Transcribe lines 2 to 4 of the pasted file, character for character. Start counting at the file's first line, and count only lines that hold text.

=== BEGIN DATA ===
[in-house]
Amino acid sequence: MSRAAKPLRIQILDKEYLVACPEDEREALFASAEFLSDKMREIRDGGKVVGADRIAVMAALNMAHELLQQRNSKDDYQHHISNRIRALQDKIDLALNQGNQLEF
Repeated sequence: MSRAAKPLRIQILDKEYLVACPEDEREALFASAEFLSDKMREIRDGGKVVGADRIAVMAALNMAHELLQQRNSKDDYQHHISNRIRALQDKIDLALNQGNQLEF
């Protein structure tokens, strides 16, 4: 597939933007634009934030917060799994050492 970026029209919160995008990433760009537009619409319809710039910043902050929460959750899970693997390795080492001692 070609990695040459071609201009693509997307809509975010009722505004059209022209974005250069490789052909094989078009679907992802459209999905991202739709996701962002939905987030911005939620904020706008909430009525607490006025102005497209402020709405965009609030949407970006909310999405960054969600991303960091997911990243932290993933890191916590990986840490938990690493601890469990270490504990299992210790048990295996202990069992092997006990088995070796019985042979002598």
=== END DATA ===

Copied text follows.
Amino acid sequence: MSRAAKPLRIQILDKEYLVACPEDEREALFASAEFLSDKMREIRDGGKVVGADRIAVMAALNMAHELLQQRNSKDDYQHHISNRIRALQDKIDLALNQGNQLEF
Repeated sequence: MSRAAKPLRIQILDKEYLVACPEDEREALFASAEFLSDKMREIRDGGKVVGADRIAVMAALNMAHELLQQRNSKDDYQHHISNRIRALQDKIDLALNQGNQLEF
């Protein structure tokens, strides 16, 4: 597939933007634009934030917060799994050492 970026029209919160995008990433760009537009619409319809710039910043902050929460959750899970693997390795080492001692 070609990695040459071609201009693509997307809509975010009722505004059209022209974005250069490789052909094989078009679907992802459209999905991202739709996701962002939905987030911005939620904020706008909430009525607490006025102005497209402020709405965009609030949407970006909310999405960054969600991303960091997911990243932290993933890191916590990986840490938990690493601890469990270490504990299992210790048990295996202990069992092997006990088995070796019985042979002598």